This page of the book is from "The New Student's Reference Work: Volume 3" by Chandler B. Beach, Frank Morton McMurry and others.
NEW YORK 1332 NEW YORK
the New. Its area is 49,170 square miles, its length being 310 miles and its breadth
Ì20 miles. On the north it is bounded by -ake Ontario, the St. Lawrence and Quebec; on the west by Lake Erie and Niagara River; on the south by Pennsylvania, New Jersey, New York Bay and the Atlantic; and on the east by Lake Champlain, Vermont, Massachusetts, Connecticut and Long Island Sound. On its extreme southwestern corner the lower Hudson separates New York (state and city) from New Jersey. Embraced in the state are such islands as Manhattan, Long Island and Staten Island in the south; smaller ones m New York Bay, Jamaica Bay and East River; and others in Niagara River, the St. Lawrence and Lake Champlain. The population in 1900 was 7,268,894; in 1910 it was 9,113,014. The capital is Albany, 100,ajj. Other chief cities are New York, 4,766,883; Buffalo 423,-715; Rochester 218,149; Syracuse 137,249; Troy 76,813; Utica 74,419; Yonkers 79,803; Binghamton 48,443; Schenectady 72,826; and Auburn 34,668. Of a total of 30,476,-800 acres of land contained in the state 22,648,109 acres are in farms. The state contains 61 counties. Of these the ten original counties, namely, Albany, Dutchess, Kings, New York, Orange, Queens, Richmond, Suffolk, Ulster and Westchester were created Nov. 1, 1683, and the latest, Nassau, formed from Queens [county, was created Jan. 1, 1899.
Surface and Drainage. The general contour is hilly and undulating, the loftiest regions being among the Adirondacks and the Catskills, with high plateaux here and there, notably on the Taconic Range and along the Highlands of the Hudson, alternated by valleys. These elevated peaks range from 1,500 to over 5,340 feet, the latter being the height of Mount Marcy in the Adirondacks. The state has many attractive lakes, the chief of which are Lakes Seneca, Cayuga, George, Chautauqua,Oneida, Champlain and Canandaigua ; while it is broken by rivers in its different sections. The principal river is the Hudson, which rising in the Adirondacks flows south into New York Bay and the Atlantic : it is navigable for 150 miles from its mouth as far as Troy. Its main tributary is the Mohawk, which drains the central part of the state and supplies good waterpower for the industries along its course. The other chief streams are Oswego, Niagara, Genesee and Black Rivers (which find their outlet in the north into the southern waters of Lake Ontario), the Susquehanna, the Oneida, Chemung, Delaware, Saranac, Au Sable, Oswegatchie, Chenango and Charlotte. The great waterway of the St. Lawrence is on its northern borders. The climate naturally varies in different areas, being colder in the northern and warmer in the southern and coastal region. There
is an abundant rainfall, denser in the north, where the winters are usually protracted and severe. In the Mohawk and Genesee Valleys the soil is good for farming, though elsewhere it needs fertilizers. The original forests, save in the preserved districts of the Adirondacks, have disappeared, largely as the result of fires and indiscreet waste. This has had its effect upon the climate, while it has limited the area of game preservation.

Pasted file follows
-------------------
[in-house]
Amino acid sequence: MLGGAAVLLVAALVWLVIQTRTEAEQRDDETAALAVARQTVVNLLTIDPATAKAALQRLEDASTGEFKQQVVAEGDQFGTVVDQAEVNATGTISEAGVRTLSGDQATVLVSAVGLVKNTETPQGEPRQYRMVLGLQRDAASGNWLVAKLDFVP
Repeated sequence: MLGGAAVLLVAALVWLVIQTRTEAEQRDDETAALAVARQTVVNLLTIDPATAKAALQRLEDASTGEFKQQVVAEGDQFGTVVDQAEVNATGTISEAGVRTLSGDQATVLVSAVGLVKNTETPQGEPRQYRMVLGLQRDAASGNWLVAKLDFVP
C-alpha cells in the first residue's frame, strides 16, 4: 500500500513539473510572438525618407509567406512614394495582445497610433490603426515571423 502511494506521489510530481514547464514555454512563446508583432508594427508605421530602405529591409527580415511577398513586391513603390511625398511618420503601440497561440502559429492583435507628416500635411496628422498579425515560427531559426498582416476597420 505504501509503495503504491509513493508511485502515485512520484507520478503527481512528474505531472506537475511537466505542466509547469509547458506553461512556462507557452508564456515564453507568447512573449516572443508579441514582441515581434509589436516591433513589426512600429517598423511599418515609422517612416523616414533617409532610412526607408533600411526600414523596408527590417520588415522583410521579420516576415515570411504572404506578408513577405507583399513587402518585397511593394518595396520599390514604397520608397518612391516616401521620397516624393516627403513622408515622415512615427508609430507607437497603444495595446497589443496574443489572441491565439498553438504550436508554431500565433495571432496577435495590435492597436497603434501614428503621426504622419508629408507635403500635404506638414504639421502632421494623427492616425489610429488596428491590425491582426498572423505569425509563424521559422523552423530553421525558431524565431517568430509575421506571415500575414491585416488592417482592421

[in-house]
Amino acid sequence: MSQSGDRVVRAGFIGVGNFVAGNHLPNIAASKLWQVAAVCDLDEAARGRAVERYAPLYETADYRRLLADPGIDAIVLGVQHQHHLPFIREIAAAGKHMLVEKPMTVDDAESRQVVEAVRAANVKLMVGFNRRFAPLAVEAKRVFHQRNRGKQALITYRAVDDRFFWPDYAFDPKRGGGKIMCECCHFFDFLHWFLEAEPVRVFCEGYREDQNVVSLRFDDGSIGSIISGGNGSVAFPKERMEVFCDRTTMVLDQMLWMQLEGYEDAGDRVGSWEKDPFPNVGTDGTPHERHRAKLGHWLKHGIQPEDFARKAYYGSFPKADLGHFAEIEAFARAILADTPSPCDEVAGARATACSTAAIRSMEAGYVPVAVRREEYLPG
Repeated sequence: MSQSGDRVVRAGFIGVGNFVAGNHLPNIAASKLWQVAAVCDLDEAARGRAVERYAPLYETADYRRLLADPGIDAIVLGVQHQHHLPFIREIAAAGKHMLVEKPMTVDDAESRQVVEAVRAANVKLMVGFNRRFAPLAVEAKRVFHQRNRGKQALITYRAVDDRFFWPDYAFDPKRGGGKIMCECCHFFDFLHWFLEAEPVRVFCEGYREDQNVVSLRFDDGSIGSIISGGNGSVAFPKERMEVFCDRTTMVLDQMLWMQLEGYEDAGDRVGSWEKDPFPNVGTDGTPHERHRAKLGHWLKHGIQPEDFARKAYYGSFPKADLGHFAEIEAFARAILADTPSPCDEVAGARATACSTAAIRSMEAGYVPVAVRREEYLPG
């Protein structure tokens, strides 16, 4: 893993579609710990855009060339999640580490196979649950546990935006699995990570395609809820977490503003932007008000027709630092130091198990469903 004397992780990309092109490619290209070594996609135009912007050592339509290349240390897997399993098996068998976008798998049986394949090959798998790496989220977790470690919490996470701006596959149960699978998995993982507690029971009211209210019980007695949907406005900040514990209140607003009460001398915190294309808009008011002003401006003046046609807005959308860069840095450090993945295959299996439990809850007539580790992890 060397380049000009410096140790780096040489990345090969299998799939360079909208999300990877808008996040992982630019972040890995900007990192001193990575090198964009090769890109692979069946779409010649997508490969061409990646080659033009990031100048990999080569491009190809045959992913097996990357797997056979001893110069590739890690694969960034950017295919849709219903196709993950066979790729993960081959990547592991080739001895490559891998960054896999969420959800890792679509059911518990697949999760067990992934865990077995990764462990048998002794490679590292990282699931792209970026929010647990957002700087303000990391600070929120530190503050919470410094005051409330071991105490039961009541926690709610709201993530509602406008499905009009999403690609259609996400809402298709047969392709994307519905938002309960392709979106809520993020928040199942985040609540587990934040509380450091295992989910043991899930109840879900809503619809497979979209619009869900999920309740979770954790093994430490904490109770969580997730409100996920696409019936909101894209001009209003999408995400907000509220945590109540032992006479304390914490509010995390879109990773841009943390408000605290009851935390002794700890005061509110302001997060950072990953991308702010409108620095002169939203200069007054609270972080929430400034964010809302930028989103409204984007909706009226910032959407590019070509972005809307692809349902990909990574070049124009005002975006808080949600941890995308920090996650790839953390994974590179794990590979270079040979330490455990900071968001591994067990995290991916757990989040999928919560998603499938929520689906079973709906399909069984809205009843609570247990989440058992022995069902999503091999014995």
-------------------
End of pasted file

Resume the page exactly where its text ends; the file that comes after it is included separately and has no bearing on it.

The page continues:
Natural Resources. Though not notable as a farming state, New York makes a fair showing in the production of cereals, especially oats and Indian corn. In 1905 it raised over 43 million bushels of oats, nearly 20 million of corn and close upon 10,000,000 of wheat. The yield of hay, potatoes and buckwheat was also large. In dairy products the state also makes a good showing; in 1900 New York producing 62,096,690 eggs; the poultry yield, moreover, was large; while nearly $10,000,000 were the net proceeds from the sales of butter and over $36,000,000 from the sales of milk. A considerable sum is also derived annually from the fruit orchards, especially from the sales of grapes and apples; while the cultivation of flowers, chiefly for the New York City markets, is a profitable industry. Stock-raising also is a large industry, the number of horses in 1906 being close upon 690,000, of cattle 954,280, of sheep nearly 1,000,000 and of swine 680,300. The mineral resources consist chiefly of building-stone, including limestone, sandstone, granite and marble; besides slate, iron-ore, clay, bricks, tiles, mineral waters, salt, petroleum and natural gas. The value of fisheries in 1901 was under $4,000,000.
Manufactures. New York leads the Union in volume of manufactured goods, as also in the amount of capital employed. In 1905 the state had 37,194 manufacturing establishments, employing an aggregate capital of $2,031,459,515, with 954,957 wage-earners, and turning out $2,488,345,-579 in value. A large volume of this enormous total trade is credited to New York City, the metropolis, where cheap foreign labor is "available in such industries as men's and women's factory-made clothing, and that turned out by contract in small workshops and tenements, including men's furnishing goods (shirts, hosiery and knit-wear), women's furs, millinery and lace goods, embracing silk, cotton, woolen and worsted goods; with the output in other branches of trade — boots, shoes, furniture, carpets, rugs, jewelry, confectionery, carriages, wagons, paper, printing, lithographic and publishing output, chemical products, electrical apparatus and supplies, iron-work, foundry and machine products, patent medicines, liquor, tobacco and cigars; besides agricultural implements, timber, lum-